Associated Literary Passages: There are none.

The Food and Fun: In many ways, Eid ul-Fitr is a lot like Christmas. Everyone wears the best clothes they own (and often receive new clothing as gifts). They decorate their homes, cook huge feasts and exchange presents. Sometimes feasts will be laid out on rugs in front of houses, so people can wander from one home to the next, trying out a little of everything. In this way, Eid creates a communal atmosphere, where the fortunate and the unfortunate mix together. Giving to the poor and unfortuante is not only emphasized, it is required. Charity is carried out in numerous ways. Some give money, others time. It is customary in many countries, such as Saudi Arabia, to put together baskets of food and leave them on people's doorsteps, or buy gifts for children and then hand them out in the streets. Here are some pictures from this year's Eid.

The Prayer Service: Eid services are always held in huge outdoor venues, which ensure that many people can come together (again, very communal.) Muslims are required to bathe (cleanliness is extremely important in Islam, to the point where bathing facilities are often included in mosque design), dress in their finest clothes, wear perfume and arrive early at the worship service (waiting is considered a virtue.) Weather permitting, Muslims walk to the service while reciting the following: "Allahu-Akbar, Allahu-Akbar. La ila-ha ill-lallah... Wa-lilahill hamd." This translates from Arabic as: "Allah is the Greatest, Allah is the Greatest. There is no god but Allah... And all praises are for Allah."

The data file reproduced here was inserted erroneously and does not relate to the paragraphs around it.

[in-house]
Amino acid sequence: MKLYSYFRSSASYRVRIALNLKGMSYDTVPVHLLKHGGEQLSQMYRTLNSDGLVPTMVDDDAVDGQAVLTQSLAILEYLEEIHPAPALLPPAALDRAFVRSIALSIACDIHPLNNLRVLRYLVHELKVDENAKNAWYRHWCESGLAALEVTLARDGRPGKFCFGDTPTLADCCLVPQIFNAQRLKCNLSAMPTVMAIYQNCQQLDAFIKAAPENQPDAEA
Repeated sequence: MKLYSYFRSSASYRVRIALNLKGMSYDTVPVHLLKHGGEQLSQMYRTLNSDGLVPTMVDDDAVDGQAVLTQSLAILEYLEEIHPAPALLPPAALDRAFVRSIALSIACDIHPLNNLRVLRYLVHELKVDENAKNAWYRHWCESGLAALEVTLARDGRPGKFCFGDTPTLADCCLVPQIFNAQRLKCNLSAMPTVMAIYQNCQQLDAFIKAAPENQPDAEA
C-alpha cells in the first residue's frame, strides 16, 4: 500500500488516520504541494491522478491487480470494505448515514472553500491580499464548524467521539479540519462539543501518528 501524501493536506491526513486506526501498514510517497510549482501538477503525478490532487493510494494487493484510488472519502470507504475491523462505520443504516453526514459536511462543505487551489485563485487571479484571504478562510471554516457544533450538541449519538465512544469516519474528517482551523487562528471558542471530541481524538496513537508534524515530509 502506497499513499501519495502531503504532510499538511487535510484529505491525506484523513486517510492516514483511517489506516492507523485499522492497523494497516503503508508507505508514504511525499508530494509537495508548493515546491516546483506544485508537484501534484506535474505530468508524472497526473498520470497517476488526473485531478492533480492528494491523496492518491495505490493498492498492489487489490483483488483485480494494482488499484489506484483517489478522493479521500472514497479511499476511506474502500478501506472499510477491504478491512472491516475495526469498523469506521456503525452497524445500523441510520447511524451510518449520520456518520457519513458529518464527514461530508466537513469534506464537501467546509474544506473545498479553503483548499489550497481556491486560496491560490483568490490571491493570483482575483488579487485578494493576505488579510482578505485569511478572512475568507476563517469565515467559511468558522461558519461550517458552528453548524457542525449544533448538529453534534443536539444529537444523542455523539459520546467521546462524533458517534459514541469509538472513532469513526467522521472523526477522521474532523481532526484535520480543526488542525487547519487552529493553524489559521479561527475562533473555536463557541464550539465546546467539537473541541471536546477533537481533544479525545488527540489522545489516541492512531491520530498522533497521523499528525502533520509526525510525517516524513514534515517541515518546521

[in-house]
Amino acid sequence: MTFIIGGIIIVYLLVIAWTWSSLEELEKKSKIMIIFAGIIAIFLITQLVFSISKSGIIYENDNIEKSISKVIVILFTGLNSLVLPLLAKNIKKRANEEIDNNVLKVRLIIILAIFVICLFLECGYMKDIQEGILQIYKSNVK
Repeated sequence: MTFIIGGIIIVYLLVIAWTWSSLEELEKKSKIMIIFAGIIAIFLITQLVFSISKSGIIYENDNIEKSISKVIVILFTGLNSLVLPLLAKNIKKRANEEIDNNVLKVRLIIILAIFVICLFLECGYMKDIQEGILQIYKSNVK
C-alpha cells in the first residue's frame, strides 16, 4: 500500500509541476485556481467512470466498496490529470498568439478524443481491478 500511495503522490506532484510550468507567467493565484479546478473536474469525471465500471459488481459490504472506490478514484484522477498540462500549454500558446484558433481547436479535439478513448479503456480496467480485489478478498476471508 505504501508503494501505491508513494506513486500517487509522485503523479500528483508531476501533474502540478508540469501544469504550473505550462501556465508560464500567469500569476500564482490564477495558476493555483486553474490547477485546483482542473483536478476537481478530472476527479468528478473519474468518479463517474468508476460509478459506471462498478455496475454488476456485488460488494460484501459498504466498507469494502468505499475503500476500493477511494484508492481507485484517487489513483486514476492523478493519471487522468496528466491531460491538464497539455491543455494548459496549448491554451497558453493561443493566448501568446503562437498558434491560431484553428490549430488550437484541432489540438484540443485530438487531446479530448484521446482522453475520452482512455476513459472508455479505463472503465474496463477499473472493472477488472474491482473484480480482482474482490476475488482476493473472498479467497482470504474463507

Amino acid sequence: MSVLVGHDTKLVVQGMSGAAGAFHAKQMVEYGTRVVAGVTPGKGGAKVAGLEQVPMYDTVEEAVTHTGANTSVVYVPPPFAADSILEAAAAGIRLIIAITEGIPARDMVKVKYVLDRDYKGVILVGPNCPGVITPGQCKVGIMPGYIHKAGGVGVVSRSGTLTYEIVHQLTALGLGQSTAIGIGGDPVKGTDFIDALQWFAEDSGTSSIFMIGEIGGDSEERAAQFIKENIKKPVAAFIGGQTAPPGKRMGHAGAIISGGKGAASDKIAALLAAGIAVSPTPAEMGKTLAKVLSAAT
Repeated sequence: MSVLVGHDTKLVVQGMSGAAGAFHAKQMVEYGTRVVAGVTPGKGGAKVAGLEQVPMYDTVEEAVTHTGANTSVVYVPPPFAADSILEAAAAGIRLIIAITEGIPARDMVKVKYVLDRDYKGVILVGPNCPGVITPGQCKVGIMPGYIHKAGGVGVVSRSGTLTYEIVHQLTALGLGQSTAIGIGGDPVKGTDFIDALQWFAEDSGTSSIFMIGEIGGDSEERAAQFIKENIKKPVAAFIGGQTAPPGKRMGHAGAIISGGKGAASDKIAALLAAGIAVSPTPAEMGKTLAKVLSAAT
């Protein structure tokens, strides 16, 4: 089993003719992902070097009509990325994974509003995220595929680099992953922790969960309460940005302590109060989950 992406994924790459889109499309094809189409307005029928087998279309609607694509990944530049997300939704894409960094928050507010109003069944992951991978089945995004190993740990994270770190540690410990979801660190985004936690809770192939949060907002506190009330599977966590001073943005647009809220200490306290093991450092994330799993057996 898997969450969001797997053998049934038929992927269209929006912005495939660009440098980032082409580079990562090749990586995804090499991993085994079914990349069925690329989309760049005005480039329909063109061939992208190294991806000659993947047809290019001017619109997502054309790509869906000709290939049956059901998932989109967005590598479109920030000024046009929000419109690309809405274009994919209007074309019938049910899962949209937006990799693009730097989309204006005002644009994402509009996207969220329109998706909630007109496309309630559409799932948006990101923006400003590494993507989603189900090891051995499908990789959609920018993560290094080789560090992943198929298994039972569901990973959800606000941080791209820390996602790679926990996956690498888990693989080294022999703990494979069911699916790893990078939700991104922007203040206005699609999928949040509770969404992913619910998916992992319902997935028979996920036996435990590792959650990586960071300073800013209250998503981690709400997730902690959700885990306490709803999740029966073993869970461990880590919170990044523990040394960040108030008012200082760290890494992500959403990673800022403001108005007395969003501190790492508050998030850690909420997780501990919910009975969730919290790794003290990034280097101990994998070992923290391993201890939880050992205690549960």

Then comes the prayer service. Here's a video to show you what that looks like.

http://youtu.be/_MYrqI6UvYY

Watching the video made me fascianted with Muslim prayer rituals — all those hand movements and bowing and so forth. I found this great little video, narrated by an Islamic child, which shows "how to pray." Watch and learn!

Conveying Meaning to Kids: I think showing both these videos (or others like it) would be a good start; maybe even make it a game: Who can memorize the prayer positions the fastest. Kids love learning secret handshakes; seems to me this is not a whole lot different. Honestly, I think one of the best thigs we can do in our own Islamaphobic country is to familiarize our kids with Muslim people — their dress, their beliefs, and their rituals. Also, don't forget to check out the books I mentioned here.